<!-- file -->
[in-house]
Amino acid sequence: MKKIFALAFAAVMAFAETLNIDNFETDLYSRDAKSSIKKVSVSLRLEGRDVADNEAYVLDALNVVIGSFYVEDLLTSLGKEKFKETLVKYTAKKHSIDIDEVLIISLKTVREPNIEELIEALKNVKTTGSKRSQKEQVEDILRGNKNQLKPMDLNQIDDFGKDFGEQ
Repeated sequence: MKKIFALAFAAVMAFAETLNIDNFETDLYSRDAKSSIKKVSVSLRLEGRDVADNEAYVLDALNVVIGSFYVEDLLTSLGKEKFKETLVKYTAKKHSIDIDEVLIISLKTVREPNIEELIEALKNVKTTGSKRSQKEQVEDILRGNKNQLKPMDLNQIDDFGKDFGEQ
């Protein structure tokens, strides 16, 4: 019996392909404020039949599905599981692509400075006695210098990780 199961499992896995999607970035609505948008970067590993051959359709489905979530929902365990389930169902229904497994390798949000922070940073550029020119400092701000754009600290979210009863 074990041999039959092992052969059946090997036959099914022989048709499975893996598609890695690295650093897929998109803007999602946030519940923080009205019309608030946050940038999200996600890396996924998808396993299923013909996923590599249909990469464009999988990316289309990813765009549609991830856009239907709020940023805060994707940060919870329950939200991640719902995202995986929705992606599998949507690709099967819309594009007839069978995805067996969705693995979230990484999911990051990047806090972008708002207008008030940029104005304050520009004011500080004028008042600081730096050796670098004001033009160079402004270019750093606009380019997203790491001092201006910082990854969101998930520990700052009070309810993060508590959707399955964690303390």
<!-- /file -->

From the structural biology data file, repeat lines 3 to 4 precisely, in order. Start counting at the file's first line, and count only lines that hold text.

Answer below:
Repeated sequence: MKKIFALAFAAVMAFAETLNIDNFETDLYSRDAKSSIKKVSVSLRLEGRDVADNEAYVLDALNVVIGSFYVEDLLTSLGKEKFKETLVKYTAKKHSIDIDEVLIISLKTVREPNIEELIEALKNVKTTGSKRSQKEQVEDILRGNKNQLKPMDLNQIDDFGKDFGEQ
């Protein structure tokens, strides 16, 4: 019996392909404020039949599905599981692509400075006695210098990780 199961499992896995999607970035609505948008970067590993051959359709489905979530929902365990389930169902229904497994390798949000922070940073550029020119400092701000754009600290979210009863 074990041999039959092992052969059946090997036959099914022989048709499975893996598609890695690295650093897929998109803007999602946030519940923080009205019309608030946050940038999200996600890396996924998808396993299923013909996923590599249909990469464009999988990316289309990813765009549609991830856009239907709020940023805060994707940060919870329950939200991640719902995202995986929705992606599998949507690709099967819309594009007839069978995805067996969705693995979230990484999911990051990047806090972008708002207008008030940029104005304050520009004011500080004028008042600081730096050796670098004001033009160079402004270019750093606009380019997203790491001092201006910082990854969101998930520990700052009070309810993060508590959707399955964690303390």